I'll often have more data and log drives and sometimes another TempDB drive. Add in multiple instances and you can run out of drive letters quickly. You can certainly get away with putting your instance level files on C:. And I do a lot of health checks for clients that were setup like that - and I never say "oh wow.. we have to fix that now" - Now if their TempDB file(s) are there, too, I'll typically have them change that. Sometimes move their master and MSDB databases as well..

But the world won't end if you don't split these things up. I think the benefit is really just keeping -your- files separate. As a DBA you should have a healthy paranoia around other roles at your company, other applications, other installations, etc. and the more you can isolate yourself from the potential for conflicts, the better you'll be. And it gives you some more options for reinstallation and recovery. So yes separate your binaries from C.. But my advice wouldn't be to go crazy on a separate drive for each instance..


Well, there are only 26 possible drive letters in Windows. 1
But you have the possibility to use mount points. 2

So if you need to install 25 different (SQL, Web, ...)Servers on one machine it could make sense to have one drive-letter for one of the servers.
But if you have only one server it would make more sense to have different drive-letters for the log files, the database and the program-files.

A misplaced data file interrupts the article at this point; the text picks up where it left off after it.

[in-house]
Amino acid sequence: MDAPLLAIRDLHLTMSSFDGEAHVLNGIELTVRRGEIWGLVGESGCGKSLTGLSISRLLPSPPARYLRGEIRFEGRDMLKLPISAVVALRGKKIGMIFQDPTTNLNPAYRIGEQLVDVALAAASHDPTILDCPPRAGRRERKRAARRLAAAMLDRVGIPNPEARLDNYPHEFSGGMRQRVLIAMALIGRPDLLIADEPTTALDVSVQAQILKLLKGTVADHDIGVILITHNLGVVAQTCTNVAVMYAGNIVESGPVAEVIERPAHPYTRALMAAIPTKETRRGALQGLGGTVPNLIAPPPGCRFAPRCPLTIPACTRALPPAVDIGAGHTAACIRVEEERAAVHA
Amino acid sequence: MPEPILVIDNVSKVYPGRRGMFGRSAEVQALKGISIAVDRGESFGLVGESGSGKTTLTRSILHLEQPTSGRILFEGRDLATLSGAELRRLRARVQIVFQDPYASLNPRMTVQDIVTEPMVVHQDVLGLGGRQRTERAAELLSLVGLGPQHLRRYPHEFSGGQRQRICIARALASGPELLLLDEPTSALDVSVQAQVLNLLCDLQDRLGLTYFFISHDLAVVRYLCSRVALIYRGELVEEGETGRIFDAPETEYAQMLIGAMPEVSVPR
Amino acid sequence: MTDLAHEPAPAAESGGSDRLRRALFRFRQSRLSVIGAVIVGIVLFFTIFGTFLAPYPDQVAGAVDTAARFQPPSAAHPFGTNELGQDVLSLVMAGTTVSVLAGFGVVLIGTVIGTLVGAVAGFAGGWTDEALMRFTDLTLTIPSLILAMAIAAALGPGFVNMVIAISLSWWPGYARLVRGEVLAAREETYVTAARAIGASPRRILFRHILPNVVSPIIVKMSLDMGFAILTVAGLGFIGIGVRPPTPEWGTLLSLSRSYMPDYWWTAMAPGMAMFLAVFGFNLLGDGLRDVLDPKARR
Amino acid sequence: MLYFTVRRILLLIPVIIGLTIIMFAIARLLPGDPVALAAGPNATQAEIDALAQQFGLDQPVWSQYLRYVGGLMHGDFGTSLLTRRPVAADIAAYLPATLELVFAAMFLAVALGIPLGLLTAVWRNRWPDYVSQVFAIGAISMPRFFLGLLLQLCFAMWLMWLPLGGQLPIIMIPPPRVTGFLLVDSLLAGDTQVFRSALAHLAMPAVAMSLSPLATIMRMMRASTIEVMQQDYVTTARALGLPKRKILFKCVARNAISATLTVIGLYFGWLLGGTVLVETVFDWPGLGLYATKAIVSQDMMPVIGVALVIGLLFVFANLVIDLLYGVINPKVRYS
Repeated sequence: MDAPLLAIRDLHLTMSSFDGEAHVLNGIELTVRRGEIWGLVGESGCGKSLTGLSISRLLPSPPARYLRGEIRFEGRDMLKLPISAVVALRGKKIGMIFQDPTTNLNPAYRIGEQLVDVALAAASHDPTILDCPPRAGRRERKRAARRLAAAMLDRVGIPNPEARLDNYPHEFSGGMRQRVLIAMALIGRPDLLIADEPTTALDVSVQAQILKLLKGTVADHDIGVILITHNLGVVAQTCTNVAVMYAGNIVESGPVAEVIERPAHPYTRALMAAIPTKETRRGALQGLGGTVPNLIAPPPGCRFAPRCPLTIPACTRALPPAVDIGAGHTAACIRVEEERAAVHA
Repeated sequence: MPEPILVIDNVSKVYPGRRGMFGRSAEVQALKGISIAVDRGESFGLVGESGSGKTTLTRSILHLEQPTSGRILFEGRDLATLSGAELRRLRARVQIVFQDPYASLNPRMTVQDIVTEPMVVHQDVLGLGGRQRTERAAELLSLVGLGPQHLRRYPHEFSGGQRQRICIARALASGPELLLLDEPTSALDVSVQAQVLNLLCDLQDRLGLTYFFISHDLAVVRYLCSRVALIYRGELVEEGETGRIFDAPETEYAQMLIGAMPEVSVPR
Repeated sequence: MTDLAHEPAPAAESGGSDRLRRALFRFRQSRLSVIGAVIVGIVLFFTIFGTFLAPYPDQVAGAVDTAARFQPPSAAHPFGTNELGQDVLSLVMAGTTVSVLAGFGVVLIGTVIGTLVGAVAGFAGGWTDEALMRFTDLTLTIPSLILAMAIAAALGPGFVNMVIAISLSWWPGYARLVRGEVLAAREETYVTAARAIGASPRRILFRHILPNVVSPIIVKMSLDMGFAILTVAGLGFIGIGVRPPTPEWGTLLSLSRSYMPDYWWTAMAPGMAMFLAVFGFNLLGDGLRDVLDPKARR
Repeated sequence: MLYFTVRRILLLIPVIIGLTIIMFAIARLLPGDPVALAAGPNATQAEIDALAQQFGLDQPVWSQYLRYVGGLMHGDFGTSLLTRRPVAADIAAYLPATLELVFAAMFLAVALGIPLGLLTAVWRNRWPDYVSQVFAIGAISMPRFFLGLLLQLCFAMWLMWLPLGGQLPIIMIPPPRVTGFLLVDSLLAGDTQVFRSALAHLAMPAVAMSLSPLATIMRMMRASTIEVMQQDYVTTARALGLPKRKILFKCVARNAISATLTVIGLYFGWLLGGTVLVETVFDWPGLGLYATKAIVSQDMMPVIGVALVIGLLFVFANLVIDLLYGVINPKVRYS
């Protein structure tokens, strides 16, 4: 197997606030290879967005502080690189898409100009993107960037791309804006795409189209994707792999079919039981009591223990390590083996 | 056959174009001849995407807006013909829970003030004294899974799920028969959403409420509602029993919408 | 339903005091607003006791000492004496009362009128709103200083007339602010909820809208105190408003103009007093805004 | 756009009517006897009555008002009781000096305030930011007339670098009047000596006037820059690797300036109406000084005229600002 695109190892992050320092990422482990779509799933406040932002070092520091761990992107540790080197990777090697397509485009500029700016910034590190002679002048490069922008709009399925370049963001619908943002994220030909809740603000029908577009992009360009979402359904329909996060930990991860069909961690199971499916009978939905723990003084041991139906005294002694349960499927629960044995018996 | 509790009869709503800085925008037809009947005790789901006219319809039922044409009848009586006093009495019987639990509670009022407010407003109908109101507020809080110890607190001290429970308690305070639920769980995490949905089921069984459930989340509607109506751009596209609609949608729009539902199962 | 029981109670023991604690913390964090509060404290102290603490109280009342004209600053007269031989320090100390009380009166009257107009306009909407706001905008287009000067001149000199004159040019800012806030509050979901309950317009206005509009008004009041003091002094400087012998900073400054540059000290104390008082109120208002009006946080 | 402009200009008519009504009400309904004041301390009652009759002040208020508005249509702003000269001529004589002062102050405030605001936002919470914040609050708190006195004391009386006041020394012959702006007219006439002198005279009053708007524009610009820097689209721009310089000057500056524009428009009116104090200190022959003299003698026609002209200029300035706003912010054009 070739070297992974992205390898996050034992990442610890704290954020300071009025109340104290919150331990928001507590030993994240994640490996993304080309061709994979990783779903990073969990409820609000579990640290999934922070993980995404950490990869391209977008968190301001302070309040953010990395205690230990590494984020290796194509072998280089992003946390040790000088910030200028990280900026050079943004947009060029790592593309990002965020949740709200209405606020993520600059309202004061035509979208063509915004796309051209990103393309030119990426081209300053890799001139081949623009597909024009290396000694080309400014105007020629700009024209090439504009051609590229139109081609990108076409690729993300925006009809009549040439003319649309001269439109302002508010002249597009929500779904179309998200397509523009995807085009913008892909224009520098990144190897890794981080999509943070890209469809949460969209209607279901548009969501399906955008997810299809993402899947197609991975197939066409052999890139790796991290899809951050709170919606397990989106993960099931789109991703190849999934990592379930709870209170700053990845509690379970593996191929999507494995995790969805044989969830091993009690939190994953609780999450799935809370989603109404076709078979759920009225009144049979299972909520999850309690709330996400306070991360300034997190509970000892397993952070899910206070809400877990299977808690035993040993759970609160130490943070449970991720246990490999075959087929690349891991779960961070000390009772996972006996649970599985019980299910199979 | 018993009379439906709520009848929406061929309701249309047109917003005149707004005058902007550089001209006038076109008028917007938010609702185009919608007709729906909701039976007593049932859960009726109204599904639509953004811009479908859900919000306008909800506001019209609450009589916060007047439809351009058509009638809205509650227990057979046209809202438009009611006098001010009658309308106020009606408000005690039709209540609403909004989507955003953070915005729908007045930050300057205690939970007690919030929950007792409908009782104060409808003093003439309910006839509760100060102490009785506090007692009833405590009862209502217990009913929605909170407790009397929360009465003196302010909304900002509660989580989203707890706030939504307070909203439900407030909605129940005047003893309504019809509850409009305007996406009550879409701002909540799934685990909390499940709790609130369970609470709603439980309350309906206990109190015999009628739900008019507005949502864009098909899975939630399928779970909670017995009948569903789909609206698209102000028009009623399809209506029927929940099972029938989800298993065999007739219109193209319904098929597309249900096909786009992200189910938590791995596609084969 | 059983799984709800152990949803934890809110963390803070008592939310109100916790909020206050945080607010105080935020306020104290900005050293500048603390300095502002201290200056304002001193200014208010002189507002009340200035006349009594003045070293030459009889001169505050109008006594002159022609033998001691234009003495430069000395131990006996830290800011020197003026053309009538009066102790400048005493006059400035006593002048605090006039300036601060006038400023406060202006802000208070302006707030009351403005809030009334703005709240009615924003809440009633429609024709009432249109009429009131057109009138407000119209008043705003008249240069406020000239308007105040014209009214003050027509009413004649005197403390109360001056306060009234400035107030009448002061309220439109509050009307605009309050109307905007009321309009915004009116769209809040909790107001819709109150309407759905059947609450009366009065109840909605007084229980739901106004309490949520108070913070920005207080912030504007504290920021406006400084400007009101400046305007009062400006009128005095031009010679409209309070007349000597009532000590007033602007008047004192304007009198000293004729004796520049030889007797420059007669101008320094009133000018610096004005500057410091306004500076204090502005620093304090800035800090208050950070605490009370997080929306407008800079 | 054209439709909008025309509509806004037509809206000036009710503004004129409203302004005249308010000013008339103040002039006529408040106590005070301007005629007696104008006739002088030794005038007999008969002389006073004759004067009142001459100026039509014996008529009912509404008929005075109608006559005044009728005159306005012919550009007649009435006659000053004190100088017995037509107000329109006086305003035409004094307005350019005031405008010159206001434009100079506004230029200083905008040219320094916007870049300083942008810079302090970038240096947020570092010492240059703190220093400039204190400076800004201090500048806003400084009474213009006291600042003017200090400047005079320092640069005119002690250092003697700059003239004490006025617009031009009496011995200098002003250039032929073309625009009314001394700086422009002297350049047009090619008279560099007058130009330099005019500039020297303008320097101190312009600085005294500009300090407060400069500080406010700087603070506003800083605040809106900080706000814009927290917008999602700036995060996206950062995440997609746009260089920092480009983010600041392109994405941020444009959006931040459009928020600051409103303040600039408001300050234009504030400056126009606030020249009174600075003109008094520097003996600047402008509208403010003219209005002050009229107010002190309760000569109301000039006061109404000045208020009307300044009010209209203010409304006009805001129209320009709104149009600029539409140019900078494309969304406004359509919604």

You can also split the log/database/program-files if they are in different folders.

  1. stop the SQL server
  2. add a partition
  3. copy all the database-files to the partition
  4. change mount point to the folder, where the database-files have been (for example: d:\database)
  5. finished
  • This doesn't answer the question at all. I wasn't asking about drive letters or mount points, I was asking why it might make sense to put the instance root on a separate drive. Since these are system files, to me it makes sense to leave them on the system drive.
    – adhocgeek
    Nov 12 '12 at 10:58
  • 1
    I'm sorry I misunderstood you. A good point to put everything belonging to SQL together on one drive could be the simplicity of a backup-script, which only needs to be run on this drive. But if you put everything in one drive only, the database, binaries and logs should be in seperated folders. And I came to the point with the mountpoints, that you can reorganize the Data on different partitions without changing the whole system.
    – gnomix
    Nov 12 '12 at 14:15
  • @gnomix You can always edit your answers (and questions) by clicking the 'edit' link below them.
    – dezso
    Nov 12 '12 at 14:22
  • @gnomix The simplicity of potential backup scripts is one of the main reasons I tend to put Data and Logs on their own drives, but I have never had a need to backup the system files. I'd like to know if this is a common requirement. My instinct suggests to me that putting system files on a non-system drive could cause issues.
    – adhocgeek
    Nov 12 '12 at 14:31
  • 1
    Plus, separating a drive into two or more partitions won't really help disk I/O. But yes, I totally agree with you. It makes things look so much nicer to put the database files in the root of the drive and it makes it easier to spot things. I usually put everything into directories like D:\Data E:\Logs F:\Backup ,... Nov 15 '12 at 21:56